One is not suggesting a kind of situation where political parties would take hold of indoctrinating these children. If we want to do this, it needs to be done in an all inclusive manner so that all sections of the country would be involved in the planning and implementation of programmes aimed at bringing up these Jubilee Children. It would be a sad situation if rather than create an avenue for the proper development of the country’s future, it becomes a political ideological camp. It would achieve nothing as suspicion would make the whole project lose its value.

President Kufuor’s type of approach is necessary. I witnessed a meeting of students drawn from various political backgrounds put together for a training session by the John Agyekum Kufuor Foundation and it was wonderful. The interaction among these young men and women at the meeting was devoid of the kind of political non-sense that we see every day and the plan was to develop future leaders along similar lines so that we would be able to grow people ready to build a strong and beautiful Ghana.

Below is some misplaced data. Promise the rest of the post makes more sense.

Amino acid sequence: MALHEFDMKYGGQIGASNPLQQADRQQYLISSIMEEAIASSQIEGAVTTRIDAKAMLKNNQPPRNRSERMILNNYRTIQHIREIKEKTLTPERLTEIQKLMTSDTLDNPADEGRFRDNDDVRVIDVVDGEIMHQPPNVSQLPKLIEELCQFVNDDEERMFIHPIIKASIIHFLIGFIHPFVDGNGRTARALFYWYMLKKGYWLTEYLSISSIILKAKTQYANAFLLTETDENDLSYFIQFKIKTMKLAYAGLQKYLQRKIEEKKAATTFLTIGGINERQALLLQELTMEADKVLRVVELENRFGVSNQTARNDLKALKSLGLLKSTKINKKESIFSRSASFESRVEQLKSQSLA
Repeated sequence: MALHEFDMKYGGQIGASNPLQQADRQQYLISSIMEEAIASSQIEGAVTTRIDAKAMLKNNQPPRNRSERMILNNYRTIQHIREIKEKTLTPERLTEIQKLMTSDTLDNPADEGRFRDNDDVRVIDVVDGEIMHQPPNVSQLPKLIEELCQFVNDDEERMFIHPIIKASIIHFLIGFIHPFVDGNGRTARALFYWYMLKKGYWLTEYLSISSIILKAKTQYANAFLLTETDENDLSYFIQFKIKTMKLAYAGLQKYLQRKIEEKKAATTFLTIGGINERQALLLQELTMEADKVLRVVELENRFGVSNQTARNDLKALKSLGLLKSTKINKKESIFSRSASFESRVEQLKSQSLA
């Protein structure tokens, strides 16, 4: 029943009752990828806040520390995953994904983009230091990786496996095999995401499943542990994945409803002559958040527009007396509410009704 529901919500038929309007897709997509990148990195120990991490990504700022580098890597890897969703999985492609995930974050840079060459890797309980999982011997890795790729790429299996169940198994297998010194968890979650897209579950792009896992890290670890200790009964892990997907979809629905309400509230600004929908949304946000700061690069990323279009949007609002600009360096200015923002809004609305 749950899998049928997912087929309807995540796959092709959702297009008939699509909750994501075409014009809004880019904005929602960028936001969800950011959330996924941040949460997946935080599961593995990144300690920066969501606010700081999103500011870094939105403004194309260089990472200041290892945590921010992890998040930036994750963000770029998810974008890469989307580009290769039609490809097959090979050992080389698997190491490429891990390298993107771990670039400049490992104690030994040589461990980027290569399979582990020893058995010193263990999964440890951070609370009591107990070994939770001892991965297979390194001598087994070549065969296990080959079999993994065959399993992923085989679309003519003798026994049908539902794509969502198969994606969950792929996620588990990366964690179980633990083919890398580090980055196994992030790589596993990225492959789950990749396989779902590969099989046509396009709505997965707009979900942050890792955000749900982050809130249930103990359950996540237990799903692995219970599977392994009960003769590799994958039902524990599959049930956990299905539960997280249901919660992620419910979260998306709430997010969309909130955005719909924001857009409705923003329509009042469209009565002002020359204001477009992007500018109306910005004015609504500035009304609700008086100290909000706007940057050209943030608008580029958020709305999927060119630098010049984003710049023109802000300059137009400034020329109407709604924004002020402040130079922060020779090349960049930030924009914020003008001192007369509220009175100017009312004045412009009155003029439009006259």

We must admit that through no fault of ours, those of us from 30 and above have failed this nation in one way or the other. We have become consumed with individualistic tendencies to the point that national issues do not rate much in our lives. We have thus become corrupt as all we think about is how to make money even when there is nothing to be made. Ghana does not mean anything to us except when the Black Stars are playing – and now even football is fast losing its national appeal.

It would be a lie, if any young Ghanaian thinks he or she is not part of the problem. Just look at the way indiscipline has taken hold of us and you would understand that Ghana seriously needs some kind of social engineering that would improve the country’s future. If we do not take any step now, Ghana would be heading towards doom and that is not what we want for the Jubilee Children.

 
 
 
Source: Today